From a public relations standpoint, Michigan State has already responded to the lawsuit—and in doing so it triggered more controversy. On Wednesday, the university offered a detailed and arguably invasive statement denying most of Doe’s allegations. The university did not name Doe, but it denied that its counselors discouraged Doe from either filing a Title IX complaint or contacting the police department. The school’s repudiation of Doe’s claims has sparked criticism. For instance, victim’s rights advocate Brenda Tracy told the Detroit Free Press, “I don’t know how anyone on campus would trust the university enough to go to their counseling center or to report an assault. They would just think the university is going to out them.”

On Friday, interim president John Engler (who joined Michigan State in January) apologized for the level of detail initially offered by the school. In the statement, posted on the university’s website, Engler also reiterated a desire “to assure the campus community that MSU employees are acting lawfully and following reporting protocols, following appropriate treatment protocols, and are not discouraging reporting.”

In the weeks ahead, Michigan State will answer Doe’s complaint and deny her core allegations. As the litigation develops, Michigan State will offer several defenses.

For starters, Michigan State will offer a very different depiction of the facts. The school’s statements this week offer a preview of those arguments. In court filings, Michigan State will portray interactions between Doe and university officials in a favorable light. For instance, Michigan State will assert that Doe’s recollections of conversations between herself and university counselors are factually inaccurate and misleading, and that Doe wasn’t discouraged from reporting the incident. If Michigan State possesses contemporaneous notes from the meetings that advance a narrative favorable to the university, it would have an advantage.

Michigan State will insist that it takes sexual assault allegations seriously, countering Doe's assertions by arguing it responds to allegations by launching credible investigations. As to Doe’s specific claims about sham investigations, the university’s statement on Wednesday claims that neither the team nor the athletic department knew about her situation and thus never investigated it.

Michigan State will likely also argue that Doe hasn’t alleged sufficient facts to show deliberate indifference or violations of the Equal Protection Clause. To that end, Michigan State will cite past decisions where courts refused to find deliberate indifference on the basis of a school’s failure to follow its internal policies and procedures. The university will also stress that it was under no legal obligation to punish the players in any way. Michigan State might acknowledge that its handling of Doe’s harassment was debatable or even below average, but such an acknowledgement would not be an admission of legal wrongdoing: Doe must show Michigan State engaged in actions that amount to intentional discrimination against Doe.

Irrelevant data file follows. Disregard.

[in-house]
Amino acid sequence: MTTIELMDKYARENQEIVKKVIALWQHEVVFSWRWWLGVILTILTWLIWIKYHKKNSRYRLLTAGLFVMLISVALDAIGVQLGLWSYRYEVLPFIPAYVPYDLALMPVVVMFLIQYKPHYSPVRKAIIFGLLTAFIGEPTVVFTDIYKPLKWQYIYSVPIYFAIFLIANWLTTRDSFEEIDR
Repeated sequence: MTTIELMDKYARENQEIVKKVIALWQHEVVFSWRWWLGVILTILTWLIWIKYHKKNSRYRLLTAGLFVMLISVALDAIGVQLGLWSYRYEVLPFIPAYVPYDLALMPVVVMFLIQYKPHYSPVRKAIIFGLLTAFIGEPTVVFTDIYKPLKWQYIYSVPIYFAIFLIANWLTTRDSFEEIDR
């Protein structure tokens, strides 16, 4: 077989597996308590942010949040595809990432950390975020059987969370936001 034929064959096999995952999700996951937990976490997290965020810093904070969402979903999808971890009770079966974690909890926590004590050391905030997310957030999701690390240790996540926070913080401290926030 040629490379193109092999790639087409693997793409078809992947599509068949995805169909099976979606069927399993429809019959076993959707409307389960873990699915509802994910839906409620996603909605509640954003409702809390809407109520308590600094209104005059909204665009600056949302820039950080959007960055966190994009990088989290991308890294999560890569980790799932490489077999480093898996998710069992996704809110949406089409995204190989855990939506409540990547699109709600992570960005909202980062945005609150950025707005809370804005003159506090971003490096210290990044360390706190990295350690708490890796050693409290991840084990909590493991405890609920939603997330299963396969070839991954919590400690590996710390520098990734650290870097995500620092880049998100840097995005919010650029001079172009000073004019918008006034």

Lastly, Michigan State is poised to claim it is immune from the Equal Protection claim under the doctrine of “Qualified Immunity.” The school will probably cite the Eleventh Amendment, which generally prohibits lawsuits against state agencies—including public universities—unless expressly waived.

The NCAA investigation into Michigan State complicates the university’s decision-making

The NCAA recently launched an investigation into how Michigan State handled the allegations against Nassar. While the investigation will obviously focus on how university leaders addressed concerns related to Nassar and his treatment of female athletes, it is possible that the investigation could—intentionally or unintentionally—extend into other aspects of how Michigan State addresses claims of sexual violence. Such findings could impact Doe’s claims.

Similarly, hundreds of women have sued Michigan State and USA Gymnastics over Nassar-related claims. If such litigation leads to pretrial discovery, current and former Michigan State officials would have to offer sworn testimony and share various records, including emails and texts. This process could expose Michigan State practices that relate to Doe’s claims against the school.

Also, as noted above, multiple entities are investigating Michigan State, from federal and state agencies to law enforcement entities. Some or all of these investigations could uncover materials that might advance claims by Doe and others.

With the prospect of substantial financial liability and NCAA penalties, Michigan State (and its insurance companies) might seek to resolve these various matters out of court. One way to do that would be to pursue financial settlements and commit to institutional changes that would prevent future misconduct. Settlement negotiations, however, are sensitive, and discussion of money as a remedy can itself cause controversy. To that point, on Friday during an MSU board meeting, a Nassar sexual assault victim named Kaylee Lorincz asserted that she rejected settlement offers from Engler on grounds that he (allegedly) focused on monetary amounts rather than on the kinds of structural changes she seeks. The alternative approach to reaching settlements is the university defending itself on multiple fronts and risking the prospect that one front builds on the other. We’ll soon discover which path Michigan State takes.

Michael McCann is SI's legal analyst. He is also the Associate Dean for Academic Affairs at the University of New Hampshire School of Law and co-author with Ed O'Bannon of the new book Court Justice: The Inside Story of My Battle Against the NCAA.